Bone cancer on the skull is a rare condition. It refers to a group of cancers, with the most common being chordoma.

Chordomas develop in the spine’s bones or at the base of the skull. They usually grow in the remnants of the notochord, which is a part of a developing embryo that eventually becomes the spinal cord.

While several genes may contribute to their development, researchers have not yet identified a definitive genetic marker.

According to the American Cancer Society (ACS), primary bone cancers account for 1% of all cancers. They tend to grow slowly but can be aggressive. Survival rates are highest with prompt, early treatment that removes the entire tumor.

Other types of bone cancer can also affect the skull, including chondrosarcoma and osteosarcoma. Cancer from elsewhere in the body may also metastasize or spread to the bones of the skull.

This article will explain what bone cancer on the skull is, including symptoms, causes, and treatments.

skull x-rayShare on Pinterest
Tridsanu Thophet/EyeEm/Getty Images

Bone cancer develops in the bones on or around the skull or in the cartilage.

Like other types of bone cancer, bone cancer on the skull comes in two forms: Primary bone cancer and secondary bone cancer.

Primary bone cancer is bone cancer that begins in the bones of the skull. Secondary bone canceris bone cancer that begins somewhere else in the body, then metastasizes or spreads to the bones of the skull.

Primary bone cancer is very rare, and bone cancer on the skull is even rarer.

Read more about bone cancer here.

The most common type of cancer on the skull base is a chordoma tumor.

Chordomas are soft tumors that may contain hemorrhages. They tend to spread slowly but are aggressive locally, so they can quickly attack nearby regions. They also frequently regrow even after surgical removal.

Chordomas develop along the spine from the remnants of the notochord. They can also affect the base of the skull. The notochord is the tissue in an embryo that gives rise to the spinal cord. This type of cancer is most common in people aged 40–60 but can occur in children and older people.

Other cancers that affect bone may also affect the skull. They include:

  • Osteosarcoma: More common in children and young adults, this cancer most frequently affects the arms, legs, and pelvis. It can, however, develop in any bone. It is the most common bone cancer in young people.
  • Ewing sarcoma: This usually affects the bones but can also affect soft tissue. It is the second most common bone cancer in children and the third most common in adults.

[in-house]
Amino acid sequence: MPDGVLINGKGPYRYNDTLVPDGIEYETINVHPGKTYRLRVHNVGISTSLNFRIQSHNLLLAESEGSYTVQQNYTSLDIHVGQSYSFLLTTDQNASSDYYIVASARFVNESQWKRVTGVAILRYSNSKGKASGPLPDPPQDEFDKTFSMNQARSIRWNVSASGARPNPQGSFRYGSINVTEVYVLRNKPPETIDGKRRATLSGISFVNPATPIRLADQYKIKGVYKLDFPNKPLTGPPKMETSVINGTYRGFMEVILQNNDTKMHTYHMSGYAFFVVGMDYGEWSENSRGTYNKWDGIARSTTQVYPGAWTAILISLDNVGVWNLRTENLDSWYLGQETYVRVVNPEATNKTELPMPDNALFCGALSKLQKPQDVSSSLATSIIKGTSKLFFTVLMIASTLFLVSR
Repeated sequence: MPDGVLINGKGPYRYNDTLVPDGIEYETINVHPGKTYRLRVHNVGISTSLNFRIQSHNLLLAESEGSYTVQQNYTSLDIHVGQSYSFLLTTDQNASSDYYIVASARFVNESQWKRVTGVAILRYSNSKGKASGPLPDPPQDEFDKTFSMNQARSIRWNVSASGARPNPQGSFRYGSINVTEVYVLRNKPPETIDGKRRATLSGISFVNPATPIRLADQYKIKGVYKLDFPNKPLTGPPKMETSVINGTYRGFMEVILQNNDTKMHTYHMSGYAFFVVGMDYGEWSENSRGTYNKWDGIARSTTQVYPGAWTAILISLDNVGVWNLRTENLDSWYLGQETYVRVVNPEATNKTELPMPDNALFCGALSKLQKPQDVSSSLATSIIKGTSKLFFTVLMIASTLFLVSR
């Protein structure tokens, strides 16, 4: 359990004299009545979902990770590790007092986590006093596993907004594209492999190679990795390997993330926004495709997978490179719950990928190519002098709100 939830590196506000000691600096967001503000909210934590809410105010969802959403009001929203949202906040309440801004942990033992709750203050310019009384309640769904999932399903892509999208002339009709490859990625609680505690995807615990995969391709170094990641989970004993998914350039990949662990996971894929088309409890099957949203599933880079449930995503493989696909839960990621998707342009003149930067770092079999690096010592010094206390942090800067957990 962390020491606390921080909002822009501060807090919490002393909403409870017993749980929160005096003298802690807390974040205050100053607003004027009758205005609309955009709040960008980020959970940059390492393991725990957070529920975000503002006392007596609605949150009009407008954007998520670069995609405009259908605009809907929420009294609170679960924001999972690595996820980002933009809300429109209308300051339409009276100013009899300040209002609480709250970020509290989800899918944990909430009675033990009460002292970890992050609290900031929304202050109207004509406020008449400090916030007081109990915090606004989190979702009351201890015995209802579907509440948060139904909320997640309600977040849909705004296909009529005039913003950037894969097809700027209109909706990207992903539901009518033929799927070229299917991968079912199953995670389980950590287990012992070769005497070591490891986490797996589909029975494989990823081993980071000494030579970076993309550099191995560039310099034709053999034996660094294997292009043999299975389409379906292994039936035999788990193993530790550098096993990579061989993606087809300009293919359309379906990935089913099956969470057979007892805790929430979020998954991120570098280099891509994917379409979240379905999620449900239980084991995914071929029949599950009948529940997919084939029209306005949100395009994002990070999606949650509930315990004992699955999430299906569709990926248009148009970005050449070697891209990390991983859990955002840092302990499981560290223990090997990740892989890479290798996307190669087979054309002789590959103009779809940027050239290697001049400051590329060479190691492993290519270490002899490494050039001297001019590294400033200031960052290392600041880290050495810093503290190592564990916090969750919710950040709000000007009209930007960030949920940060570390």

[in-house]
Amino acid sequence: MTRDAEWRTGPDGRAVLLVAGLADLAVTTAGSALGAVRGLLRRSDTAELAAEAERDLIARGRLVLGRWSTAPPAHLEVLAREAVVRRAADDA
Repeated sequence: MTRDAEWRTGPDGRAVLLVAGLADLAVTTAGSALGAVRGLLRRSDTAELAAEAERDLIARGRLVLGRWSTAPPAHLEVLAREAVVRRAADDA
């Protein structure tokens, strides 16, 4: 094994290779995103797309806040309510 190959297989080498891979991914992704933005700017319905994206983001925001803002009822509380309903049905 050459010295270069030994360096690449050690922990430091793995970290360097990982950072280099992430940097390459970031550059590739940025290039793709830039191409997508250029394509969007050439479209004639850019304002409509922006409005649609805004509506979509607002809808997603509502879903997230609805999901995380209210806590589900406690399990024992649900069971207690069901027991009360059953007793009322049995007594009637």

• Chondrosarcoma: This cancer begins in cartilage cells. The risk increases as people age. In rare cases, it affects the bones of the skull or the skull base.

The symptoms of bone cancer on the skull vary depending on the exact location and size of the cancer, as well as the type of cancer. The most common symptoms of chordomas include:

Many people with chordomas do not have symptoms in the early stages of the tumor.

Other types of bone cancer may cause:

Researchers do not fully understand what causes bone cancer, including on the skull. Chordomas are more common in midlife, and males are twice as likely to get them than females. Scientists have identified several genetic mutations that increase the risk, and sometimes chordomas cluster in families.

Paget disease of the bone and prior treatment with radiation may increase the risk of developing other types of bone cancer.

Treatment for bone cancer on the skull depends on several factors, including the tumor’s location and whether it is safe to operate.

In most cases, surgically removing the tumor is a primary treatment goal. Thereafter, a doctor may recommend:

  • chemotherapy
  • radiation
  • a combination of the two

In some cases, targeted therapies or immunotherapy may be available.

Chordomas are generally resistant to most types of chemotherapy and most targeted treatments. Because the tumors can regrow, doctors generally recommend ongoing follow-up even after surgical removal.

The outlook depends on multiple factors, such as:

  • the stage of cancer
  • whether it has spread
  • the size of the tumor
  • whether it is possible to operate on the tumor
  • how healthy a person is because this may determine which types of treatment they can tolerate

For chordomas, the overall 5-year survival rate is 50%. If a doctor can completely remove the tumor, this figure rises to 65%. However, tumors often regrow. If a tumor is inoperable, the 5-year survival rate is around 40%.

The cancer survival rate means the percentage of people who are still alive after that particular amount of time.

Researchers have not identified any specific strategy to prevent skull bone cancers. People with a history of radiation treatment may need ongoing screenings for cancer.

People who have previously had a chordoma may need ongoing magnetic resonance imaging (MRI) scans to look for signs of cancer recurrence.

Bone cancer can be a scary diagnosis, and some bone cancers are aggressive. Many types occur in young and otherwise healthy people. The outlook in all forms of bone cancer is more favorable if a person gets an early diagnosis and proper treatment.

A person should see a doctor for any signs of bone cancer.

Bone pain, bone weakness, broken bones, and neurological symptoms such as headaches may signal bone cancer. People should discuss their treatment options with a specialist.